In the never-ending quest for lowered health care costs, Medicaid gets a hand from some industrial engineers.
<img src=”//pixel.quantserve.com/pixel/p-fNeHdWqgrbVC8.gif” border=”0″ height=”1″ width=”1″ alt=”Quantcast”/></div>
By Jen Ferris
In the wake of repeated demands from the legislature to cut health care spending and increases in state spending on Medicaid, the group that manages most of North Carolina’s Medicaid patients announced a new initiative to cut medical costs.
Up until recently, Community Care of North Carolina president Allen Dobson said his organization – and most others in the health care industry – were making best guesses at what constituted patient care that was efficient and reduced overall costs. But at Tuesday’s CCNC annual Innovation Forum, held at NC State University, Dobson said he believes a new partnership with the university’s Industrial and Systems Engineering department will put an end to the guesswork.
Working with CCNC, engineers from NC State will analyze scads of data to streamline the delivery of health care across CCNC’s statewide network.
CCNC is a not-for-profit statewide network of primary care practices that focuses on preventive measures and continuity of care. The network gets state money to coordinate and manage care for many of the state’s close to 1.8 million Medicaid patients.
“It’s about the right person, right time, right place,” Dobson said. “What is it we can do in health care to make a difference in which patients need something done at the right time?”
NC State’s ISE program offers students a certificate in health systems engineering, the science of analyzing and improving health care organization and delivery.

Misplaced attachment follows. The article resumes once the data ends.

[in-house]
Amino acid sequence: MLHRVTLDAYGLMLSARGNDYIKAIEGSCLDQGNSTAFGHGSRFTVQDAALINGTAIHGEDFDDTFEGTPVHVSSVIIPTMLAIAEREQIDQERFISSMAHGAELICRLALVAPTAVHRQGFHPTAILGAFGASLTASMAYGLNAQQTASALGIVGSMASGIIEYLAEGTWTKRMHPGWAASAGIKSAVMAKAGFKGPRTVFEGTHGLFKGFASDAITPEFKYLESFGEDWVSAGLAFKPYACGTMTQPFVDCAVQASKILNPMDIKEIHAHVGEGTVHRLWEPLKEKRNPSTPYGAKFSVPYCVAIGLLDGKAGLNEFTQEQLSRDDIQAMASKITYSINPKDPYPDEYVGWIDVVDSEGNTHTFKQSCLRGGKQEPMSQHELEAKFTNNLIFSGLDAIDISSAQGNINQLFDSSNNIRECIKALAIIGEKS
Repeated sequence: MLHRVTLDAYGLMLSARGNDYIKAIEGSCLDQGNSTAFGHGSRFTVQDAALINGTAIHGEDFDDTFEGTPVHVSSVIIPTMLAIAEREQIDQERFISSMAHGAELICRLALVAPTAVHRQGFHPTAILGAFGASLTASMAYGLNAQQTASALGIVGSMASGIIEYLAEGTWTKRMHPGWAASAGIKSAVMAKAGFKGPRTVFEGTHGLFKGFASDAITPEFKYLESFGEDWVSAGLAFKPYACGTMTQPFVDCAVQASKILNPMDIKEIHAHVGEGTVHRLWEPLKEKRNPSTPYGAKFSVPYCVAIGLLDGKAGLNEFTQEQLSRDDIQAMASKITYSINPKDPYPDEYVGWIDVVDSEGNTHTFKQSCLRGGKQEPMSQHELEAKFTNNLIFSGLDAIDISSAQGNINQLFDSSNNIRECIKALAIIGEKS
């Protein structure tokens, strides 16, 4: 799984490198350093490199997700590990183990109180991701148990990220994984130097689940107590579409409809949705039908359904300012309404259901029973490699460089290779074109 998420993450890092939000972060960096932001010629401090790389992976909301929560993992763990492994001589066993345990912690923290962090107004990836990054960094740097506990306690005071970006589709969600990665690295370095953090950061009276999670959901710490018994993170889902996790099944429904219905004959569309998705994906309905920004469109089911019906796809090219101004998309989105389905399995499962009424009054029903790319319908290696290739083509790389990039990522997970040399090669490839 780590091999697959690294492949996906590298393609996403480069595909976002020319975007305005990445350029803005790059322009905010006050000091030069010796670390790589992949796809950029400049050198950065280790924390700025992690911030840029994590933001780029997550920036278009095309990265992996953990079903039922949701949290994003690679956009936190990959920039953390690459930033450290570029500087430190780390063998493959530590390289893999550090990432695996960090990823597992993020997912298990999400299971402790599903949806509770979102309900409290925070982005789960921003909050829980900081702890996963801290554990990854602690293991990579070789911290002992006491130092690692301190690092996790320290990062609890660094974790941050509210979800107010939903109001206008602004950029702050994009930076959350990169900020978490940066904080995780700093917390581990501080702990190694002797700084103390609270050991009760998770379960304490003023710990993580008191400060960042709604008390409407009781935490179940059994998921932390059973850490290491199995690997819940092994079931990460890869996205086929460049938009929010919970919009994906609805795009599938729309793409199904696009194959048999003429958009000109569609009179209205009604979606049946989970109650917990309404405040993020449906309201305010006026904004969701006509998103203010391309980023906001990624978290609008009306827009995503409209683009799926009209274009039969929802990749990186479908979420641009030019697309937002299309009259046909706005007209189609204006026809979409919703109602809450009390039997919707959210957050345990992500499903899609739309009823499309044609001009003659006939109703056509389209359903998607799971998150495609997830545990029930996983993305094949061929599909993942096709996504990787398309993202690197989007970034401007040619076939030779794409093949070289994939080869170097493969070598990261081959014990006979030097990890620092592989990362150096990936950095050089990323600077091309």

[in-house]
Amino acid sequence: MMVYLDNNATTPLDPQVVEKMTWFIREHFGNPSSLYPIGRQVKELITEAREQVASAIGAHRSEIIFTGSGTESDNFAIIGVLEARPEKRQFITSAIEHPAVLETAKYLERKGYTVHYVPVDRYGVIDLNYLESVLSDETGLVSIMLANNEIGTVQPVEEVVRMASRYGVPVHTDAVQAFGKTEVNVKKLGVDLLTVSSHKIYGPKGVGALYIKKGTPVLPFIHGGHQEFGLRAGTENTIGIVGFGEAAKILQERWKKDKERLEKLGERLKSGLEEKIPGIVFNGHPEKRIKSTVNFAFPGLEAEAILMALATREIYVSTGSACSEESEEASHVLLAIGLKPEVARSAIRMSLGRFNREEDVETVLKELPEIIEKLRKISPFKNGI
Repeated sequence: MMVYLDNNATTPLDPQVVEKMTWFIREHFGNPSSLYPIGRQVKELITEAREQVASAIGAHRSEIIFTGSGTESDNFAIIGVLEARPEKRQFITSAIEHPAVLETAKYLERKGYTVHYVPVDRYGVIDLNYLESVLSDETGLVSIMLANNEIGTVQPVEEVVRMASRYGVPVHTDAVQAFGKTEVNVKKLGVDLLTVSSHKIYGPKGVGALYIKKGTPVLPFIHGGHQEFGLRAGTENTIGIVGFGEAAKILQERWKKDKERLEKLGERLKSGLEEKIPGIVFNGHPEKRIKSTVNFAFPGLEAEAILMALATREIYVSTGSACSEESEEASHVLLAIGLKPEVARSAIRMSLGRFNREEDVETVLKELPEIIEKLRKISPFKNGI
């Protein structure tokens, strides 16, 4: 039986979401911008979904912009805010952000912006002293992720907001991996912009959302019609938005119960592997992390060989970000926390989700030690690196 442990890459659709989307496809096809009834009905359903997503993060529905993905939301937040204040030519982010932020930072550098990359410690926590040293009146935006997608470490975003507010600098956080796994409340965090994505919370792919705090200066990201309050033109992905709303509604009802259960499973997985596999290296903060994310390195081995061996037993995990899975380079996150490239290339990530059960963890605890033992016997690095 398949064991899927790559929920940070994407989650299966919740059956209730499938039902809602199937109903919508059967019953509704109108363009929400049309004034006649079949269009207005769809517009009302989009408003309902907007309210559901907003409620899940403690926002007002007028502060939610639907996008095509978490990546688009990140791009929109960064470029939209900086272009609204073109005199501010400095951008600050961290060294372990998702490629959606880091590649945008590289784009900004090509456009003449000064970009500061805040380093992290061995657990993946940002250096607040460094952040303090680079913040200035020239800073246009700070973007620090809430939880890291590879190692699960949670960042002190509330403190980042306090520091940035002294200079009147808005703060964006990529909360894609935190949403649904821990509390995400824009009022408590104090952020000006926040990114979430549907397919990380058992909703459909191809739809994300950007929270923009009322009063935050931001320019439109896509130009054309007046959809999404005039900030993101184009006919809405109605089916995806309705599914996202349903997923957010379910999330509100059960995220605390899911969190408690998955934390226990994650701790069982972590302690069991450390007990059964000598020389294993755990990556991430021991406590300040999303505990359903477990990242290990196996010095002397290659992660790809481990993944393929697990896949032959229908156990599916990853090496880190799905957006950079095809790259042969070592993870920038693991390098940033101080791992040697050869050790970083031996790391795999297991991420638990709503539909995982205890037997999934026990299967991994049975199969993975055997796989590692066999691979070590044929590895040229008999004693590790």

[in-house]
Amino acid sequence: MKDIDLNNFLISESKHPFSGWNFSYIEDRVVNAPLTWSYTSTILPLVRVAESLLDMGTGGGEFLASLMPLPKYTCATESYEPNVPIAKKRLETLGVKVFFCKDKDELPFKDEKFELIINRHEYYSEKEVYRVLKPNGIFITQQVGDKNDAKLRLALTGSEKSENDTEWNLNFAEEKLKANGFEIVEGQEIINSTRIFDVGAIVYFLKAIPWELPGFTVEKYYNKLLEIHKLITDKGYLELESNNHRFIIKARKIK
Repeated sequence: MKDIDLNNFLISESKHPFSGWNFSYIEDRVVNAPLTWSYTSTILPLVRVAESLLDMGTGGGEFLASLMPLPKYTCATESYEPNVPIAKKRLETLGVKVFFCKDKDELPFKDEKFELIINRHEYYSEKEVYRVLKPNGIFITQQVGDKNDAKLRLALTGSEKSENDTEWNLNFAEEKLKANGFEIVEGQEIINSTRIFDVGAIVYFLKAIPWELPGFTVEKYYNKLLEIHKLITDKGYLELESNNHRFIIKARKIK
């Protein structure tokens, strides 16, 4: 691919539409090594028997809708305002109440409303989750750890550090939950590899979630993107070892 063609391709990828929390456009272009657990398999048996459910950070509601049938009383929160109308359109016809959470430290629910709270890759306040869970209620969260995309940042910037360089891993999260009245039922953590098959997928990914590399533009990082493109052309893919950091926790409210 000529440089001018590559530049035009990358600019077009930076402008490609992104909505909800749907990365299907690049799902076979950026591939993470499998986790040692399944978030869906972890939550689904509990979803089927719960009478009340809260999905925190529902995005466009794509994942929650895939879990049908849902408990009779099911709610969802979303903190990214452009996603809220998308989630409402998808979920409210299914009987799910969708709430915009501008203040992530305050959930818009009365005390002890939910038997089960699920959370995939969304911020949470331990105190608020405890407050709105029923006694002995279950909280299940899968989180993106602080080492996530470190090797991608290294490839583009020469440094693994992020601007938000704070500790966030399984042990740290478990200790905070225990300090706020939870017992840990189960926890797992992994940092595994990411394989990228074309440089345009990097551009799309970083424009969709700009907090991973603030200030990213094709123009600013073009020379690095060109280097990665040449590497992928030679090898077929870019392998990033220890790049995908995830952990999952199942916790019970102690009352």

Undergraduate and graduate students from the program will perform projects in tandem with CCNC. The first of these is already in progress: Students are tracking and documenting CCNC’s process across the state to examine similarities and disparities in services offered in different regions.
Multiple national studies have detailed how health care costs can vary widely, even in neighboring communities.
Department of Health and Human Services Sec. Aldona Wos was present at the announcement of the partnership. She said she believes that by working with the ISE department, CCNC will be able to meet what she said is its obligation to the state: enhancing its standardization and compliance in coordinated care.
“I truly believe it will help CCNC to have this partnership with NC State, and that they will be able to produce a good product ” Wos said. “It’s a wonderful thing.”
Some critics of CCNC have argued the organization has been a “waste of taxpayer money” due to purported overspending and inefficiencies within the program. Last year, lawmakers assigned the state auditor to evaluate the group’s spending, with a report expected in the coming months.
But North Carolina’s Medicaid program had the nation’s lowest year-over-year growth from 2007 to 2010. And according to an actuarial report delivered by a national firm, CCNC helped the state avoid $1 billion in medical costs during the same time period.
In recent years, that year-over-year growth has increased, but a fiscal analyst released a report last January showing that, nonetheless, Medicaid spending has decreased 11 percent a member since 2008.
Paul Cohen, head of NC State’s ISE department, said that his program has worked with many health care organizations, including the Durham VA Medical Center, to save money and improve care. He said he expects to be able to use software that models health care activities to predict patient actions and design services that better anticipate patient needs.
Paul Grundy, a founding president of IBM’s Global Health Care transformation and “godfather” of the medical home movement, spoke in favor of the intersection of industrial engineering and health care.
“How do we take a box of options that work? How do we take that box and reach out to your two-doctor practice in Western North Carolina with some simple tools that make it easier, so no doctor is left behind?” Grundy asked, addressing the 300-plus attendees at Tuesday’s forum.
Dobson said ensuring that the hundreds of thousands of Medicaid patients in North Carolina’s 100 counties all receive the same level of care is his top priority. He has asked NC State’s help in gaining a deeper knowledge of patients’ needs and deliver individualized care at a value.
“We put resources in every community across North Carolina to manage the Medicaid population,” Dobson said. “The question is: Every community is different, so how do we provide consistent delivery of care when the infrastructure is different?”